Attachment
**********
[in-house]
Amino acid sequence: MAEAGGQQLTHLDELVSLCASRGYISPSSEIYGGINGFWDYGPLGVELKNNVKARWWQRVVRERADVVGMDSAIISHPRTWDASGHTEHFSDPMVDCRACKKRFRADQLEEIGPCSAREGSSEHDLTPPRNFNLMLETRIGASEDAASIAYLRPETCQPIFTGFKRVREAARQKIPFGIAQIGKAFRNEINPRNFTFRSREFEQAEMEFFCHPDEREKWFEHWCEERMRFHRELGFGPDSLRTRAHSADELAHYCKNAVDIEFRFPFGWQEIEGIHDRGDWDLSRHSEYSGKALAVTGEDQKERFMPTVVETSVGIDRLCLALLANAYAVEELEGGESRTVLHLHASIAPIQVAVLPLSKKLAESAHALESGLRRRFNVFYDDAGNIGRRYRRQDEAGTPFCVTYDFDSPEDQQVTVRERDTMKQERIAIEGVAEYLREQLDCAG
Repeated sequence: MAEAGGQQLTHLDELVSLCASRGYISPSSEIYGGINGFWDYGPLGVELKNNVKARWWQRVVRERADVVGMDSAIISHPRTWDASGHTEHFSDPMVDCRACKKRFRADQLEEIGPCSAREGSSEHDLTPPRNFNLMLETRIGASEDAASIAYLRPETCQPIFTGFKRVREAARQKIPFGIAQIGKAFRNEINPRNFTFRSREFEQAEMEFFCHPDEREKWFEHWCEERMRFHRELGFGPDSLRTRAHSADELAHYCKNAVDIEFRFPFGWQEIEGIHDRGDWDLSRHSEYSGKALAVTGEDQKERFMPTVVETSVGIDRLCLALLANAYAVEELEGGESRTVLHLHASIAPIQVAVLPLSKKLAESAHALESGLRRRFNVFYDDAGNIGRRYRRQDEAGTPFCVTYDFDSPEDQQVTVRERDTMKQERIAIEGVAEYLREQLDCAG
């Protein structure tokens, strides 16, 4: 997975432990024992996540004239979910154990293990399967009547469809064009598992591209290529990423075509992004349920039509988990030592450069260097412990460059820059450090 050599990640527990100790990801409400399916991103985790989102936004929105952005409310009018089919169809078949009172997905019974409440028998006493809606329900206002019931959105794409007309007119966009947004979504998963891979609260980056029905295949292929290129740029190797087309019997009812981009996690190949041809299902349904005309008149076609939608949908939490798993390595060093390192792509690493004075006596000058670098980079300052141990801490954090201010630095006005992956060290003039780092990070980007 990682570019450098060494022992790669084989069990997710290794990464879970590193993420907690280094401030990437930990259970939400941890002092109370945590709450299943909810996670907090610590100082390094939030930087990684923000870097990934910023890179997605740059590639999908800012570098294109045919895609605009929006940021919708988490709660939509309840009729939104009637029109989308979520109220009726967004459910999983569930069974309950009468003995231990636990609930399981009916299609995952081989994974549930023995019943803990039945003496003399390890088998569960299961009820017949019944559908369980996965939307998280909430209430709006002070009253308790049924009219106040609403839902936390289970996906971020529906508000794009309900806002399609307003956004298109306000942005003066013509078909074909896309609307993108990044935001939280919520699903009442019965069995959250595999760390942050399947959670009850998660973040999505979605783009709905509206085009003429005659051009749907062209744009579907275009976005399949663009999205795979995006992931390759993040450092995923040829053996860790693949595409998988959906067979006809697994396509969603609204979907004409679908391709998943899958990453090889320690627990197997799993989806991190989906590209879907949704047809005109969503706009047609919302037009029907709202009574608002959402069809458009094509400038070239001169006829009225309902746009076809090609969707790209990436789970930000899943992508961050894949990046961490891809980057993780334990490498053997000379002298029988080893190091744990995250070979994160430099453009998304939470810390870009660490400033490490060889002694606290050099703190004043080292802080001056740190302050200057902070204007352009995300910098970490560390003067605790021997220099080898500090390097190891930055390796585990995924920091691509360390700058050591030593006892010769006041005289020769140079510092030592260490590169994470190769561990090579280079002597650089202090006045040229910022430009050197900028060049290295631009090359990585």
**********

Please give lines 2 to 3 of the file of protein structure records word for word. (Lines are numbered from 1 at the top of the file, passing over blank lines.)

Amino acid sequence: MAEAGGQQLTHLDELVSLCASRGYISPSSEIYGGINGFWDYGPLGVELKNNVKARWWQRVVRERADVVGMDSAIISHPRTWDASGHTEHFSDPMVDCRACKKRFRADQLEEIGPCSAREGSSEHDLTPPRNFNLMLETRIGASEDAASIAYLRPETCQPIFTGFKRVREAARQKIPFGIAQIGKAFRNEINPRNFTFRSREFEQAEMEFFCHPDEREKWFEHWCEERMRFHRELGFGPDSLRTRAHSADELAHYCKNAVDIEFRFPFGWQEIEGIHDRGDWDLSRHSEYSGKALAVTGEDQKERFMPTVVETSVGIDRLCLALLANAYAVEELEGGESRTVLHLHASIAPIQVAVLPLSKKLAESAHALESGLRRRFNVFYDDAGNIGRRYRRQDEAGTPFCVTYDFDSPEDQQVTVRERDTMKQERIAIEGVAEYLREQLDCAG
Repeated sequence: MAEAGGQQLTHLDELVSLCASRGYISPSSEIYGGINGFWDYGPLGVELKNNVKARWWQRVVRERADVVGMDSAIISHPRTWDASGHTEHFSDPMVDCRACKKRFRADQLEEIGPCSAREGSSEHDLTPPRNFNLMLETRIGASEDAASIAYLRPETCQPIFTGFKRVREAARQKIPFGIAQIGKAFRNEINPRNFTFRSREFEQAEMEFFCHPDEREKWFEHWCEERMRFHRELGFGPDSLRTRAHSADELAHYCKNAVDIEFRFPFGWQEIEGIHDRGDWDLSRHSEYSGKALAVTGEDQKERFMPTVVETSVGIDRLCLALLANAYAVEELEGGESRTVLHLHASIAPIQVAVLPLSKKLAESAHALESGLRRRFNVFYDDAGNIGRRYRRQDEAGTPFCVTYDFDSPEDQQVTVRERDTMKQERIAIEGVAEYLREQLDCAG